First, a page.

The irony now is that everyone has the money to afford luxurious dining but the luxury of spending time together is not there. But bonding over food with near and dear still tops the list of my most favorite to-do things. After all, who can resist the pleasure of biting into a juicy burger or tearing of a piece of butter dripping uthappam when it comes along with the warmth and company of loved ones? Nah!! Not me!!!! 🙂


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The pigeon nest

Nilanjana sat sipping coffee at the front porch of the three storied duplex house. It was a conservative old fashioned house which seemed to be an eclectic mixture of aggressive raw looks and elegant neatness. The porch which seemed to be built more of raw stone and lime rather than bricks and cement gave the front façade a rather cave like appearance which was in sharp contrast to the passive quiet elegance of the rest of the house. But the carved wood railings and imitation Chippendale furniture somewhat smoothened the effect. Ashima sat on the couch next to Nilanjana, legs stretched on a table, dozing. Looking at Ashima sleep with her head tilted on the neck to one side, forming a double chin, Nilanjana felt sleepy and light headed. The coffee was for sure not doing its trick waking her up. Three in the afternoon, the perfect time for a nap but she had chores to do. The washed clothes had to be put up for drying and the dishes were to be done. Moreover Ashima would put a long face if she saw Nilanjana sleeping when she woke up. Sleeping in the afternoons was a strict no-no according to Ashima. But that didn’t stop her from ‘dozing off lightly while looking at the papers’ every afternoon day after day. Nilanjana glanced at her sleeping mother-in-law, drank the coffee to the last drop and went in to the kitchen. As she drained and washed the coffee cup, her eyes fell on the calendar. March 16, 2009. Exactly four months since she first entered this house on a cloudy day, blessed, wished well and surrounded by dozens of friends and relatives. Four months since she married Ashok.

She carried the bucket filled with washed clothes up to the terrace. This was the place she loved the most in the house. The only place which gave her solace when the loneliness threatened to drive her senseless on some days. She thought of Ashok. Her husband who had a time table for everything. Eating exactly 20 minutes after bath, sleeping half an hour after dinner at night. He loved her but showed it only when the time table permitted him to. He asked her if she wanted anything while knotting up his tie everyday. And kissed her goodbye when he put the car keys into his pocket. As per time table. She thought of her father in law who barely acknowledged her presence in the house. In fact he acknowledged nobody’s presence. All he cared about was his hot water bath, three meals a day and cricket on television. She thought of Ashima, who pretended to love her but complained about the new bahu to every single guest who came home since the wedding. Complaints that Nilanjana found ridiculous at first, rebelled at later and then accepted with a stoic silence with time. She reads such thick books written by foreigners, god only knows how corrupt it would make her! Listens to English songs with obscene lyrics and even hums them in the bathroom. Wears imitation jewellery, such a let down for a dignified family. Sits cross legged on the chair before husband and mother in law, no respect for traditions. Tired of the arguments and rebellion and fighting, Nilanjana gave it all up. Reading, English music, writing poetry, laughter, everything. Her days were now an endless cycle of household chores, mind numbing television soaps and gossip of which she never wanted to be a part of.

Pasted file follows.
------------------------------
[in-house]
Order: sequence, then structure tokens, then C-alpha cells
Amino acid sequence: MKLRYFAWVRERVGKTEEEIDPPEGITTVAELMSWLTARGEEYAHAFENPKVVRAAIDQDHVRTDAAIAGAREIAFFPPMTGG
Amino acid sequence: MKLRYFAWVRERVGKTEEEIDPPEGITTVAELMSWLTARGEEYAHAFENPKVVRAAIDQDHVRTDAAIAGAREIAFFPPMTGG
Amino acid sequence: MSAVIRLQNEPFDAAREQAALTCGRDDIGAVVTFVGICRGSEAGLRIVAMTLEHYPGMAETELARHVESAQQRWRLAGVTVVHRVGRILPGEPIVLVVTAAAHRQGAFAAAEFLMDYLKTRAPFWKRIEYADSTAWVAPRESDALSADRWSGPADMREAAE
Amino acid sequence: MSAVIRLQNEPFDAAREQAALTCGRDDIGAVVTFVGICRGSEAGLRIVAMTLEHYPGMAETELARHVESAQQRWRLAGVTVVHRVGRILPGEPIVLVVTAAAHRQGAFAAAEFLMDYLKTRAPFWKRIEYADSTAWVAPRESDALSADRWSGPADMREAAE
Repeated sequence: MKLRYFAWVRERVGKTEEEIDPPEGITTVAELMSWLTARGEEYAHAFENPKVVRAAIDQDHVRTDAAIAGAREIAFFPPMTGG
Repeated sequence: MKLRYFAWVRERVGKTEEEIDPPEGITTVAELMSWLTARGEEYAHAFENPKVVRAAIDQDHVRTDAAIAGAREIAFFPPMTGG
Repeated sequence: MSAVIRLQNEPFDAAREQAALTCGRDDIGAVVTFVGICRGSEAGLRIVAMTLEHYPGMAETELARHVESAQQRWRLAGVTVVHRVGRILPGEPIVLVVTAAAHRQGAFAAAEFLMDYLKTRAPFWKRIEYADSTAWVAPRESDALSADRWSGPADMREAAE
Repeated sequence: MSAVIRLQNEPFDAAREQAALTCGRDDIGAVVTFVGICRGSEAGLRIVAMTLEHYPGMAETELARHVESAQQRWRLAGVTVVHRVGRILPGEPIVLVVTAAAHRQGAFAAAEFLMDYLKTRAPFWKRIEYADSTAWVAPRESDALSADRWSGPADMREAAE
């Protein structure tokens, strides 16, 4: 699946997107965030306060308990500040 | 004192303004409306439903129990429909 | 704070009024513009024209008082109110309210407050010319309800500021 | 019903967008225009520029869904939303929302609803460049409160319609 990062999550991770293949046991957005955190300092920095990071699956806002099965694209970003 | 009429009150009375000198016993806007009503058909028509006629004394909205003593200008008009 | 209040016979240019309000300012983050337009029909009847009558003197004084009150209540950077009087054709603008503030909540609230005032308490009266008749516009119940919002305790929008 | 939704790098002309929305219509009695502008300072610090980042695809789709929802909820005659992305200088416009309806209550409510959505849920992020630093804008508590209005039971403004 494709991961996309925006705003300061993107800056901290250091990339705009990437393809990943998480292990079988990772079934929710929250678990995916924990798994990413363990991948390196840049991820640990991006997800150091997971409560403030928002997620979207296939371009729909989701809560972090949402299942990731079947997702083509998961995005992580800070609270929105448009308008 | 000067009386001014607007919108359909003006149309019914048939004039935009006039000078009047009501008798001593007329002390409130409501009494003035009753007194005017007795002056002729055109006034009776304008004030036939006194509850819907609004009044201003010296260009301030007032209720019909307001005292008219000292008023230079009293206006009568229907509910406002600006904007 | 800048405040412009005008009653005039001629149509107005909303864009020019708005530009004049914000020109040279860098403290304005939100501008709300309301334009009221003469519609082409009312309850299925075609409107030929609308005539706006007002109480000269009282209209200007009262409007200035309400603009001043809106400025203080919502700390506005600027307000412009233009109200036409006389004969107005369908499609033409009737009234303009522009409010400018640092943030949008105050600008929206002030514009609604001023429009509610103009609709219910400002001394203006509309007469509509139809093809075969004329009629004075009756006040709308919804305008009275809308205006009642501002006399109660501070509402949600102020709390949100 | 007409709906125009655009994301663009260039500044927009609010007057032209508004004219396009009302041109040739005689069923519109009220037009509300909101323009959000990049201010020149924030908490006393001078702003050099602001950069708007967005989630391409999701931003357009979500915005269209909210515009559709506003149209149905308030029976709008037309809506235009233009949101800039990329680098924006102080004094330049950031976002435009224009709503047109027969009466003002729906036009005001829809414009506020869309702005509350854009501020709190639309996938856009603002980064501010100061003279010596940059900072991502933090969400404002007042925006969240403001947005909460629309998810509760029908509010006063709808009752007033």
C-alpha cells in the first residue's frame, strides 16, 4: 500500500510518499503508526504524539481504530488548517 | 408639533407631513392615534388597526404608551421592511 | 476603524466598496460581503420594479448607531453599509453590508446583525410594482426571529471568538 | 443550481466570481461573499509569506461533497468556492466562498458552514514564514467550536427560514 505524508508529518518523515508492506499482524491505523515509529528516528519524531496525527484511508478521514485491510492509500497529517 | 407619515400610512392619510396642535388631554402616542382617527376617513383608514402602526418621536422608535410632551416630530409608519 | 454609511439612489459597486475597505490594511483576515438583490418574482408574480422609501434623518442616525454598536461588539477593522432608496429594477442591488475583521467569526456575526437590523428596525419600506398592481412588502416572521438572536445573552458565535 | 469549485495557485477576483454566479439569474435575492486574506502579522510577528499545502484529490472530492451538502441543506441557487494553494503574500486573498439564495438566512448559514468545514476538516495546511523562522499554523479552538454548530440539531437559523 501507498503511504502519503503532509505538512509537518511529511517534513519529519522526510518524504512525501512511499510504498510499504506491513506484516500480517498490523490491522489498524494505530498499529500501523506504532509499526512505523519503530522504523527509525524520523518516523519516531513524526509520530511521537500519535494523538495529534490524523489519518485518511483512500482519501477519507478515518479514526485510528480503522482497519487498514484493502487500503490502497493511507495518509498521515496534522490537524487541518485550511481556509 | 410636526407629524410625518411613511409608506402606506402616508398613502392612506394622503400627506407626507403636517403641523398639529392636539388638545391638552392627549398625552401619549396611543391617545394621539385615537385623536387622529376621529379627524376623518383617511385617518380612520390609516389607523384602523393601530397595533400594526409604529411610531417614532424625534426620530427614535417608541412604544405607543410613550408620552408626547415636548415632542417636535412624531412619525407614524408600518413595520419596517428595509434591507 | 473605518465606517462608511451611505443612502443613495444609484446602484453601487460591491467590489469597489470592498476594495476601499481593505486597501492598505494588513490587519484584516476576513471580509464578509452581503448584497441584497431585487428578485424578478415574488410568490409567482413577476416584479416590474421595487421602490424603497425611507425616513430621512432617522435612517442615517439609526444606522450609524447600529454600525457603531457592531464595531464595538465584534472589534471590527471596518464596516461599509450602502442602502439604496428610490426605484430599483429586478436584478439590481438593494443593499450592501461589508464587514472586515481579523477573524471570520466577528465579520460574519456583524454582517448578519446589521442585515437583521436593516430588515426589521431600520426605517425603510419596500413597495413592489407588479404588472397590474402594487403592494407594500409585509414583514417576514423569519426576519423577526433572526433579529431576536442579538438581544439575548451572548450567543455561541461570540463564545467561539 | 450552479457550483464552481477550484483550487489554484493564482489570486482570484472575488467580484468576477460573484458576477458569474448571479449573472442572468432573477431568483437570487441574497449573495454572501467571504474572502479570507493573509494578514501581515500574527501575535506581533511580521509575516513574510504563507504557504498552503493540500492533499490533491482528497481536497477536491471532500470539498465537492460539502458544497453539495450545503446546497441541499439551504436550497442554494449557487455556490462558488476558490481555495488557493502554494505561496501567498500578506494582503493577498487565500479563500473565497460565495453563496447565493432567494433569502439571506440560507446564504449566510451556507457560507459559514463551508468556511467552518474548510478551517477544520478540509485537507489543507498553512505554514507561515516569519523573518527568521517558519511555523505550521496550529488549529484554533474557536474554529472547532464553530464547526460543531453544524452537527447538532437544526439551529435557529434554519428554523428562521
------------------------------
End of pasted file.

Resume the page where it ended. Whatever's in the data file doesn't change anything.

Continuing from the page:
She wrung the clothes and put them up to dry. As she was placing a clip to hold the last one in place, she heard strange noises coming from a side of the terrace. Like water gurgling from a running brook. She went over and looked along the edge of the terrace. There, she saw it. In a corner of the terrace wall, along a crevice on the outer side, was a pigeon nest. With a mother and its baby pigeon inside. The mother pigeon sat with its wings spread out and its baby was nestled underneath. The mother looked at Nilanjana with wide benign eyes but made no effort to move or make any sound. She saw the pigeon as a reflection of herself, frightened, hopeless, cramped and lonely. She saw it as a being which lived only out of love for its baby. Just like how she lived only out of love for Ashok and her parents. She felt connected to the pigeon by some unknown common thread and the pigeon nest became a part of her life from then on. She would make an early morning visit to the terrace to see the mother and baby ruffling their feathers and waking up, making gentle noises as if to assure the dawn in. She brought them grains after serving Ashima breakfast and watched with pleasure as the mother opened up the baby’s beak gently and dropped the grains down its throat one by one. She stroked the soft flaky feathers of the baby when the mother was not around, having been nipped once trying to touch the baby in the mother’s presence. She watched sometimes, with a lump at the throat, the two pigeons cuddled together looking like a single white ball of fur late in the evenings, thinking of her own mother who was now all alone by herself a hundred miles away. She watched the mischievous glint in the baby’s eyes as it nipped its mother’s beak playfully while being fed.